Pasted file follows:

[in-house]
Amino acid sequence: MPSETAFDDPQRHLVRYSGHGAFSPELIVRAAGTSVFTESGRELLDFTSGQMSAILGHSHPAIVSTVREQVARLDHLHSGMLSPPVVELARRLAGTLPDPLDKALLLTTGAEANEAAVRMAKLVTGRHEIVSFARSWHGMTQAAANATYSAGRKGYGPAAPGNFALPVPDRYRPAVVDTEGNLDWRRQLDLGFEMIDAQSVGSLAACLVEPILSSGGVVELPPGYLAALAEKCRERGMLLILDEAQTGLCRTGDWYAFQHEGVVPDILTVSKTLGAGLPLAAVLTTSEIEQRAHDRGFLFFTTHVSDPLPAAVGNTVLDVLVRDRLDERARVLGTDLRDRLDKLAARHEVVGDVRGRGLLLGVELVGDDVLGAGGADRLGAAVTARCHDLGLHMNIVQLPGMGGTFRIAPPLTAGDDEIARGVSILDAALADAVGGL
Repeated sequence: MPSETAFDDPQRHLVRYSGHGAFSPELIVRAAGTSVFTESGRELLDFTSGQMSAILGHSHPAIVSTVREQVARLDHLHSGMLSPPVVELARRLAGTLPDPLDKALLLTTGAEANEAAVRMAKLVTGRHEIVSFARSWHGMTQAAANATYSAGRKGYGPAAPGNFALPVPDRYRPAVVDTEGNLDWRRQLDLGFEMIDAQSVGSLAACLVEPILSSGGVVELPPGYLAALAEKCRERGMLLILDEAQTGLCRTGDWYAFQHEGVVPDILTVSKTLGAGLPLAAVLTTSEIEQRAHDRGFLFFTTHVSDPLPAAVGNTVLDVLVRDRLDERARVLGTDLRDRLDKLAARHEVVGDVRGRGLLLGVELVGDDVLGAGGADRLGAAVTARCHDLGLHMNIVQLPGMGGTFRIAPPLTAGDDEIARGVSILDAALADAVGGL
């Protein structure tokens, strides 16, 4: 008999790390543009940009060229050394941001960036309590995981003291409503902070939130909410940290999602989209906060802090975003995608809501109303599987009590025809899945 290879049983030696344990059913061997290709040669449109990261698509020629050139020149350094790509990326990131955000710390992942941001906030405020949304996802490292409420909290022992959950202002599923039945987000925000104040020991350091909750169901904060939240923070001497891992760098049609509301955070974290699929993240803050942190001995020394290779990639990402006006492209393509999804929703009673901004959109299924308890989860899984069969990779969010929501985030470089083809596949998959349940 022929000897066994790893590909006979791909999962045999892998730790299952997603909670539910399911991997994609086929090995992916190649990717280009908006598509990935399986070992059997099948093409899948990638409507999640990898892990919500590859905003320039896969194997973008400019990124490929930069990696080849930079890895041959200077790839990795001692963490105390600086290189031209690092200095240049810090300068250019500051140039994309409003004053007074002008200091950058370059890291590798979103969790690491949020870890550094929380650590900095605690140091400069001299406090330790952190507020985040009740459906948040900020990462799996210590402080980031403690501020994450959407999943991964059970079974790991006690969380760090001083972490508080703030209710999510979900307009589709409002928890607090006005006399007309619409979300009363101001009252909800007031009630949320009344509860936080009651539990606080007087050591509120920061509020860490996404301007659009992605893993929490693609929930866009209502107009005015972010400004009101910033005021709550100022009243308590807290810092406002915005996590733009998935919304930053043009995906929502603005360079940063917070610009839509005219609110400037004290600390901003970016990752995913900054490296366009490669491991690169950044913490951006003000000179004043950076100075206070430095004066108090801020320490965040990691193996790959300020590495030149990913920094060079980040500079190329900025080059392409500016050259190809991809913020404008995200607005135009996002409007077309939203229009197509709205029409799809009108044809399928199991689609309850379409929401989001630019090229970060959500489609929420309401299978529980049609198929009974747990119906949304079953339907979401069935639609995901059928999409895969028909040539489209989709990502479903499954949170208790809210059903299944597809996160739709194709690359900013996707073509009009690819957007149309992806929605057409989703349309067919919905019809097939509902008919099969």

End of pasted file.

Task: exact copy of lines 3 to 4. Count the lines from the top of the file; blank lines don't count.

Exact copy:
Repeated sequence: MPSETAFDDPQRHLVRYSGHGAFSPELIVRAAGTSVFTESGRELLDFTSGQMSAILGHSHPAIVSTVREQVARLDHLHSGMLSPPVVELARRLAGTLPDPLDKALLLTTGAEANEAAVRMAKLVTGRHEIVSFARSWHGMTQAAANATYSAGRKGYGPAAPGNFALPVPDRYRPAVVDTEGNLDWRRQLDLGFEMIDAQSVGSLAACLVEPILSSGGVVELPPGYLAALAEKCRERGMLLILDEAQTGLCRTGDWYAFQHEGVVPDILTVSKTLGAGLPLAAVLTTSEIEQRAHDRGFLFFTTHVSDPLPAAVGNTVLDVLVRDRLDERARVLGTDLRDRLDKLAARHEVVGDVRGRGLLLGVELVGDDVLGAGGADRLGAAVTARCHDLGLHMNIVQLPGMGGTFRIAPPLTAGDDEIARGVSILDAALADAVGGL
């Protein structure tokens, strides 16, 4: 008999790390543009940009060229050394941001960036309590995981003291409503902070939130909410940290999602989209906060802090975003995608809501109303599987009590025809899945 290879049983030696344990059913061997290709040669449109990261698509020629050139020149350094790509990326990131955000710390992942941001906030405020949304996802490292409420909290022992959950202002599923039945987000925000104040020991350091909750169901904060939240923070001497891992760098049609509301955070974290699929993240803050942190001995020394290779990639990402006006492209393509999804929703009673901004959109299924308890989860899984069969990779969010929501985030470089083809596949998959349940 022929000897066994790893590909006979791909999962045999892998730790299952997603909670539910399911991997994609086929090995992916190649990717280009908006598509990935399986070992059997099948093409899948990638409507999640990898892990919500590859905003320039896969194997973008400019990124490929930069990696080849930079890895041959200077790839990795001692963490105390600086290189031209690092200095240049810090300068250019500051140039994309409003004053007074002008200091950058370059890291590798979103969790690491949020870890550094929380650590900095605690140091400069001299406090330790952190507020985040009740459906948040900020990462799996210590402080980031403690501020994450959407999943991964059970079974790991006690969380760090001083972490508080703030209710999510979900307009589709409002928890607090006005006399007309619409979300009363101001009252909800007031009630949320009344509860936080009651539990606080007087050591509120920061509020860490996404301007659009992605893993929490693609929930866009209502107009005015972010400004009101910033005021709550100022009243308590807290810092406002915005996590733009998935919304930053043009995906929502603005360079940063917070610009839509005219609110400037004290600390901003970016990752995913900054490296366009490669491991690169950044913490951006003000000179004043950076100075206070430095004066108090801020320490965040990691193996790959300020590495030149990913920094060079980040500079190329900025080059392409500016050259190809991809913020404008995200607005135009996002409007077309939203229009197509709205029409799809009108044809399928199991689609309850379409929401989001630019090229970060959500489609929420309401299978529980049609198929009974747990119906949304079953339907979401069935639609995901059928999409895969028909040539489209989709990502479903499954949170208790809210059903299944597809996160739709194709690359900013996707073509009009690819957007149309992806929605057409989703349309067919919905019809097939509902008919099969």